Last night I went over to Z Space to take in the first of the four concerts wrapping up the 2017–18 season of the San Francisco Contemporary Music Players (SFCMP). Presented as part of the at the CROSSROADS series, the four programs were designed to recognize two landmark occasions: the 85th anniversary of the birth of Pauline Oliveros and the conclusion of Steven Schick’s tenure as SFCMP’s Artistic Director. Last night the second concert was devoted to Oliveros, while the first took place on Schick’s turf.
That turf was, indeed, one of “crossroads,” coupling two pieces from the present decade with two composed about half a century ago. Strictly speaking, however, it was unclear whether or not those two roads ever “crossed.” Indeed the contrasts between the two ends of that half-century were almost shocking in their differences, both technical and rhetorical.
The highlight of the evening was the the world premiere of “Cold mountains, one belt, heartbreak green” composed by Carolyn Chen under an SFCMP commission. Chen’s instrumentation was, to say the least, imaginative: bass flute (Tod Brody), violin (Hrabba Atladottir), cello (Stephen Harrison), harp (Karen Gottlieb), and percussion (Loren Mach). Chen was inspired by Wai Lim Yip’s English translation of a poem by Li Bai. The title comes from the second line of that poem, and the sections of her composition correspond to individual noun phrases in the English text.
Sadly, the program notes by Robert Jackson Wood gave a rather haphazard account of those sections and their associated nouns; so the attentive listener was left with the sonorities evoked by the performers. In their pre-concert conversation, Chen and Schick talked about the challenge of working with instruments having distinctively different dynamic ranges. Sadly, the techniques discussed in theory during that conversation never really surfaced in practice. Instead, one could appreciate how different voices would come and go within a somewhat nebulous context in which an integrated blend never seemed to be part of the agenda.
A much better sense of resource management could be found in Xavier Beteta’s “La Catedrale Abandonata,” evoking two abandoned cathedrals in Mexico and Germany, respectively. The opening seemed to suggest a parallel with Claude Debussy’s “La Cathédrale engloutie” (the sunken cathedral) prelude, with Debussy’s sustained echoing open fifths being replaced by the ostinato of a single tone. Over the course of only about ten minutes, Beteta knew how to evoke a poignant sense of isolation reflecting on the ruined structures that had inspired him, thus making for one of the more memorable offerings of the evening.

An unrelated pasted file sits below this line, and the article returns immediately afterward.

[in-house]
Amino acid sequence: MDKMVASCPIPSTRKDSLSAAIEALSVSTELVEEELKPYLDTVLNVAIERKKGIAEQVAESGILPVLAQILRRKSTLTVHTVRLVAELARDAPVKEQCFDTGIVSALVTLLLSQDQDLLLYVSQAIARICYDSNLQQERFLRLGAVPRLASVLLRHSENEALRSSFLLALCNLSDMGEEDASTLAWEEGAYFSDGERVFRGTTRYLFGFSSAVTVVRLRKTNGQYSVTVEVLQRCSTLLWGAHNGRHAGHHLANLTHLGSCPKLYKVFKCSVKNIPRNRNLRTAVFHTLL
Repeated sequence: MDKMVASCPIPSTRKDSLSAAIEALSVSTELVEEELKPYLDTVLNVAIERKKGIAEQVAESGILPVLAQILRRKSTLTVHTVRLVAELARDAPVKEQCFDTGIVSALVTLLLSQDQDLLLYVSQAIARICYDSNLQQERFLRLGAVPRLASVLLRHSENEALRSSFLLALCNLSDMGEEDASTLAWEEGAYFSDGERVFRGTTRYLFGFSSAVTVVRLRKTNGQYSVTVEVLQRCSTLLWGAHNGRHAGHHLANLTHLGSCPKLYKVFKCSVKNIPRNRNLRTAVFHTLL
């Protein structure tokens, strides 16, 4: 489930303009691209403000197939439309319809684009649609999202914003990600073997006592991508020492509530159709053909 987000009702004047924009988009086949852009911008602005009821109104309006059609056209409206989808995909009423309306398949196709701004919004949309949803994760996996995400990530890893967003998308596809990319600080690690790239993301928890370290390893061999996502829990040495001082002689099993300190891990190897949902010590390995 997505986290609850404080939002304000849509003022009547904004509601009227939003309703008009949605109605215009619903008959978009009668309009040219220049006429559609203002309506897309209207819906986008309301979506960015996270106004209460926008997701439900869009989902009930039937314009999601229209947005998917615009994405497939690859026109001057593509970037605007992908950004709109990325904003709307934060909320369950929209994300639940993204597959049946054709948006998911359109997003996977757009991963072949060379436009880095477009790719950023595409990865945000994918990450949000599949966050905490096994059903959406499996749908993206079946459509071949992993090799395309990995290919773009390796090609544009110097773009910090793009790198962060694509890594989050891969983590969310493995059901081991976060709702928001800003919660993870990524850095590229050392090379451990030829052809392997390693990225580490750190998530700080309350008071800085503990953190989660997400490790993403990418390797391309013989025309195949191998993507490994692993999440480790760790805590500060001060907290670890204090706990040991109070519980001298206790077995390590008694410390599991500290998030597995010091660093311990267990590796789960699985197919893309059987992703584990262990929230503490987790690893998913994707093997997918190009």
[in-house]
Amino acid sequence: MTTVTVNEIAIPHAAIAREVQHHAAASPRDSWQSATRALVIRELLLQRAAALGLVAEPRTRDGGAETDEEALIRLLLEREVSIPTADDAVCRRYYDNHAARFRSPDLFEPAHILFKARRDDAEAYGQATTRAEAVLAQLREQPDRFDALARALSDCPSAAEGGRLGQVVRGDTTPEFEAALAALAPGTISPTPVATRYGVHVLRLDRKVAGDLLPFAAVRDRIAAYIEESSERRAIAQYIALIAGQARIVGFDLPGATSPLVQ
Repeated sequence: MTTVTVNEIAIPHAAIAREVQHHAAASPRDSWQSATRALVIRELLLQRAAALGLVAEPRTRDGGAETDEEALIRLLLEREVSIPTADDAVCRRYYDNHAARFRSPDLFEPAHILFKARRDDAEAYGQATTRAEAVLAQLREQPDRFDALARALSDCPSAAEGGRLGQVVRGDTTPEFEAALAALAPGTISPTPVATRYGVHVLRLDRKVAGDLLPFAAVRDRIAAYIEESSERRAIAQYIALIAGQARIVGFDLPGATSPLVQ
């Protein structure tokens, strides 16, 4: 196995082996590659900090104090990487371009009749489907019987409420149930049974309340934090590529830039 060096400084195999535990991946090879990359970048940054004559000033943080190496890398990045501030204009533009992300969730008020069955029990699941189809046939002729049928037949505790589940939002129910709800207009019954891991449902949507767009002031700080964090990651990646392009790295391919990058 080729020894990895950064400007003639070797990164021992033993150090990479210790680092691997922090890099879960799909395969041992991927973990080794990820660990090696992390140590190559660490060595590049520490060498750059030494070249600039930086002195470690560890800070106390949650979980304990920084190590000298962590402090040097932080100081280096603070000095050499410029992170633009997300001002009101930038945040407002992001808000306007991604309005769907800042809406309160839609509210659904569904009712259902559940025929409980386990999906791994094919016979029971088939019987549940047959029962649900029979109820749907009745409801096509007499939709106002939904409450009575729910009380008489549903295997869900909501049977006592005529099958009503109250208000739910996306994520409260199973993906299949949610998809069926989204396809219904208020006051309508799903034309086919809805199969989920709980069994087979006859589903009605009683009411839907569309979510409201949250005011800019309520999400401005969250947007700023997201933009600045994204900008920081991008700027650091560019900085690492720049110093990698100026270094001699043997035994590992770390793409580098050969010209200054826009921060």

Just as memorable was Galina Ustvolskaya’s “Grand Duet” for cello (Harrison) and piano (Kate Campbell). Composed in 1957, this was, without a doubt, the most aggressive work on the program. The violence of its rhetoric delivers as shocking punch today as it did over 50 years ago. The demands on the cello were so aggressive that, for one of the five movements, Harrison switched over to a bass bow to get a stronger sound out of his strings. Yet, while the performance clearly aimed to assault the senses, both Harrison and Campbell brought a clarity to Ustvolskaya’s writing that led the attentive listener through her twenty-minute wild ride with little sense of how much time had passed.
On the other hand Luciano Berio’s 1964 Folk Songs felt like it went on forever. Much of the problem was due to the fact that no text sheet was provided for these songs. For that matter, there was no clear list of what the songs were or the different “folk” sources behind them. All that was provided was the URL for the Web page giving the lyrics and (when necessary) their translations. Sadly, the layout was so poor that this page would not even have served those bothering to bring it up on their cell phones.
Berio’s intention seems to have been to rethink traditional music by providing unconventional instrumental settings. As a result, this rather modest collection requires two percussionists (Mach and Nick Woodbury), along with two winds, flute (Brody) and clarinet (Peter Josheff), two bowed strings, viola (Meena Bhasin) and cello (Harrison), and a harp (Gottlieb). The songs themselves, written for Cathy Berberian, were sung by mezzo Silvie Jensen. By the third song one could pretty much “get” what Berio was trying to do; and little was gained from listening to him do it again and again over the full stretch of eleven songs.